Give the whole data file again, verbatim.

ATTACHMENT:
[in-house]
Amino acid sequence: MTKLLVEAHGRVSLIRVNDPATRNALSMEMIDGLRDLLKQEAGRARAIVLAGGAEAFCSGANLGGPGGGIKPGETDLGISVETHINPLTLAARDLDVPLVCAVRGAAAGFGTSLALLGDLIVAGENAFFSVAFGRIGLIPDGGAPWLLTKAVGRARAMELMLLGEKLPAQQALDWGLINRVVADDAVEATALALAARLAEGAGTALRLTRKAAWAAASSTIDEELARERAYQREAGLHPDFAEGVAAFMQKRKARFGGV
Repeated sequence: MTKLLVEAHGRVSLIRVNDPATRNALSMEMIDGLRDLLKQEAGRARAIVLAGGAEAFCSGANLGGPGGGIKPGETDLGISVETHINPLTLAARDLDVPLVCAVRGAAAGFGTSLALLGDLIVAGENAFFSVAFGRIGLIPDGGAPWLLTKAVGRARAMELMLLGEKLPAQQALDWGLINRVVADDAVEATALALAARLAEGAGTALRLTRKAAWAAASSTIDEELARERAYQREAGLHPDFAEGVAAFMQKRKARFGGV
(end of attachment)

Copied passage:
[in-house]
Amino acid sequence: MTKLLVEAHGRVSLIRVNDPATRNALSMEMIDGLRDLLKQEAGRARAIVLAGGAEAFCSGANLGGPGGGIKPGETDLGISVETHINPLTLAARDLDVPLVCAVRGAAAGFGTSLALLGDLIVAGENAFFSVAFGRIGLIPDGGAPWLLTKAVGRARAMELMLLGEKLPAQQALDWGLINRVVADDAVEATALALAARLAEGAGTALRLTRKAAWAAASSTIDEELARERAYQREAGLHPDFAEGVAAFMQKRKARFGGV
Repeated sequence: MTKLLVEAHGRVSLIRVNDPATRNALSMEMIDGLRDLLKQEAGRARAIVLAGGAEAFCSGANLGGPGGGIKPGETDLGISVETHINPLTLAARDLDVPLVCAVRGAAAGFGTSLALLGDLIVAGENAFFSVAFGRIGLIPDGGAPWLLTKAVGRARAMELMLLGEKLPAQQALDWGLINRVVADDAVEATALALAARLAEGAGTALRLTRKAAWAAASSTIDEELARERAYQREAGLHPDFAEGVAAFMQKRKARFGGV